#44. Rise Collaborative


A big reason why we do this is so that you know about and can meet some of the people that are working really hard to make Buffalo a better place for all of us. They’re working to promote Buffalo to people in our region, and to people outside of the area who may have some common misconceptions about what it’s like here in Buffalo. These guys are busy. They have a lot going on, but they’re having fun and they’re doing it because they really just want Buffalo to be better for everyone. We want you to know about Drew, Kevin and Bridget who are behind Rise Collaborative. They’re coming out with a FREE paper (tomorrow) and also have a big 90’s Halloween party that you are invited to. Read on to learn more about it, and them. We like this guys. We REALLY like these guys…

Meet Drew Brown

drew brown rise collaborative
“I was born and raised on the East Side of Buffalo, in Old Polonia. My grandmother actually still lives over there. I grew up with strong Polish traditions, and in a modest income family. I saw my mother go through a lot, struggling with poverty and getting out of that. Seeing the shift in crime that was happening in our neighborhood, my mother decided to move us out to East Aurora when I was about 11 years old. It was a culture shock for me, coming from the inner city. After high school I moved back to the East Side and attended Canisius College, and studied marketing. That’s where Kevin and I met. After college, I took a job working for a company that did large scale repossessions and appraisals. After working there for 6 years, I got burnt out. We thrived on a poor economy, so when the economy hit an upswing, we had some troubles. I’ve now been a resident of the West Side since college.”

“After taking about a year off, doing freelance design and photography, a job opening came open at Visit Buffalo Niagara (see Karen Fashana’s interview) for the position of Marketing Coordinator. It’s been a perfect fit. I have been having a blast for the seven months that I have there. I’m seeing a lot of great things, meeting a lot of great people and I’m getting to show off Buffalo to people that come into town.”

Kevin Heffernan

Kevin Heffernan - Rise Collaborative

“I grew up in West Seneca and went to Canisius High School. I didn’t really get too much of a feel for the city back then, other than Elmwood and Cleveland. I lived in the city for the first time while attending Canisius College. It pushed me out of the bubble and introduced me to a more diverse population and really encouraged me to travel, a lot. That changed everything for me. I spent some time in El Salvador, Germany, India – which really made me realize how small Buffalo is compared to the big world out there. And how some of the things that we worry about are so trivial compared to some of the things that other places in the world are going through. That, and Canisius set the conditions for me. I landed in Admissions for the three years following graduation, and was traveling to other cities around the country. I was seeing what cities like DC, Philly, Pittsburgh and New York were doing and accomplishing and seeing how they had taken ideas and implemented them. Then looking back at Buffalo and how the good ideas we have get squashed in the politics of it. That helped develop the idea that lives behind Rise which is that the perception of the city is one of the most important things that we have going for us when it comes to attracting people here, keeping students here. There has to be a fun vibe, a lot of things to do. It has to be an entertaining city, a welcoming city, a diverse city. That’s what the greatest cities in this country have and that is why people want to move to those cities. We want to highlight the things that make Buffalo an attractive place. The latest and greatest five-story apartment building downtown is not going to make someone want to move here. Converting AM&A’s into condos is cool, but nobody is going to move across the country because of that. We want them to say ‘wow, they have great events going on during the winter and an event every night in the summer. There’s always something to do”.”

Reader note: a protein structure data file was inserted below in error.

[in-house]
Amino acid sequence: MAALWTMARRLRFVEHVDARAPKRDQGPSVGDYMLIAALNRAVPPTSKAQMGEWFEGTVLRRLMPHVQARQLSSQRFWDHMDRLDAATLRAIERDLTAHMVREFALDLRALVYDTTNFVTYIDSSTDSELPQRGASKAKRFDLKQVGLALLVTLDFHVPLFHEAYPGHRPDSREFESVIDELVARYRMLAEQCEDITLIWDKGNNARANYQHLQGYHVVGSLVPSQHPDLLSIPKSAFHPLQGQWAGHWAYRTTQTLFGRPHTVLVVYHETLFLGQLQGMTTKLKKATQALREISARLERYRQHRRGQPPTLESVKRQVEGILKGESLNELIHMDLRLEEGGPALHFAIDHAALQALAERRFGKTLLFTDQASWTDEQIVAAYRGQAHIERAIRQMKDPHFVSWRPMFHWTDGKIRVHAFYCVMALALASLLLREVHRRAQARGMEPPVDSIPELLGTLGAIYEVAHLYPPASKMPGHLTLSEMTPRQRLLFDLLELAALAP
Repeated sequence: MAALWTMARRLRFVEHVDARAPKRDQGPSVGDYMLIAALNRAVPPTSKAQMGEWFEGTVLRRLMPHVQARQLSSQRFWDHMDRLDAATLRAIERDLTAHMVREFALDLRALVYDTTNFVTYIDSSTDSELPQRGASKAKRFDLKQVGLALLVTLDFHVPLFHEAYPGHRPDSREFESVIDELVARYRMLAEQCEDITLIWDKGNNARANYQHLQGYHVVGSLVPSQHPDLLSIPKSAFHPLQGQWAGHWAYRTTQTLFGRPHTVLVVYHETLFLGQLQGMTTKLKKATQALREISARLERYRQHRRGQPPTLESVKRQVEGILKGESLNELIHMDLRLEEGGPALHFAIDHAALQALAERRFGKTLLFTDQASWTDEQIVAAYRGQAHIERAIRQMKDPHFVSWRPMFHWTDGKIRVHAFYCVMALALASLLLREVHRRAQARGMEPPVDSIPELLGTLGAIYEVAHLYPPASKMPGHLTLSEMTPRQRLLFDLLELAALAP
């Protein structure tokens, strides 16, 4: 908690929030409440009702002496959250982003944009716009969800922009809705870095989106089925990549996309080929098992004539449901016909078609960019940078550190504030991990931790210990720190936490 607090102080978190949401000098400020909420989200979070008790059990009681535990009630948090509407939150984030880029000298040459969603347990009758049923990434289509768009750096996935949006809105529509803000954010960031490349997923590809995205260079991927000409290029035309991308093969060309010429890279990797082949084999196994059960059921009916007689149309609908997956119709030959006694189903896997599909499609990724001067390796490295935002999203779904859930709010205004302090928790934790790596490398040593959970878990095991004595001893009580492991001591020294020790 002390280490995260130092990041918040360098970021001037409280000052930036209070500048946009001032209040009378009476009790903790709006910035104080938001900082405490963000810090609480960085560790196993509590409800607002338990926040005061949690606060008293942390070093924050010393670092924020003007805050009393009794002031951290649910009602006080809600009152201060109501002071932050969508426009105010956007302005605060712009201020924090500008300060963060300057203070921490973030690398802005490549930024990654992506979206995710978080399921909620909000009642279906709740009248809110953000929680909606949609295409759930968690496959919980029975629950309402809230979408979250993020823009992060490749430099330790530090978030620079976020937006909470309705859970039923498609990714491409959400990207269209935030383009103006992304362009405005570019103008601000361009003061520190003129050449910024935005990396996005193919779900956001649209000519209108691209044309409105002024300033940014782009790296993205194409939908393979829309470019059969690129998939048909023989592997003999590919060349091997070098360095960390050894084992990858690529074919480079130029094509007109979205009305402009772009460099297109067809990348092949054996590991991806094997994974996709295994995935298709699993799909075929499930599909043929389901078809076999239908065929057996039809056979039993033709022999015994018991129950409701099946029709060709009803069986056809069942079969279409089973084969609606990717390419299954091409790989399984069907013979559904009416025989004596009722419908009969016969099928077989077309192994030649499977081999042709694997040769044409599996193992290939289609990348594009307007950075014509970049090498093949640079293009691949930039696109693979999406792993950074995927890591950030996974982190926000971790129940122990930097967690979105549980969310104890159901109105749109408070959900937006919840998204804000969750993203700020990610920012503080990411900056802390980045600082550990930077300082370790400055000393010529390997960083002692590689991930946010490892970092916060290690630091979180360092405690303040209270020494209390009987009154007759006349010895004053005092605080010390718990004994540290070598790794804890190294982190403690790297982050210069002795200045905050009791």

“My role at Canisius led to doing some fun marketing projects on social media. That gave me a thirst and hunger to get into marketing. I got a start with The Martin Group, and ended up moving over to 19 Ideas to get a feel for the smaller startup environment. That’s where I am now.”

Bridget Schaefer

Bridget Schaefer - Rise Collaborative

“I grew up in Williamsville, the oldest of 5 kids. I didn’t really ever come to the city. I didn’t even know it existed. All I knew was Transit Road and 4 obnoxious siblings, who are now my close friends. I wanted to leave and go to DC and New York. I also went to Canisius and worked toward studying abroad. I went to Ireland. I really wanted to travel from there, but once I got there I found that I really just wanted to stay in Ireland. It was cool to immerse myself there. That was really eye opening for me. When I graduated I still wanted to leave town. But, I got a job at Channel 4 that I couldn’t pass up. That let me explore the city that I grew up near, but never got to see. I got to do it every day from 9-5, and I got to meet new people every day. I remained at the station and for 3 years. I now work at 19 Ideas as well, with Kevin and live in Allentown.”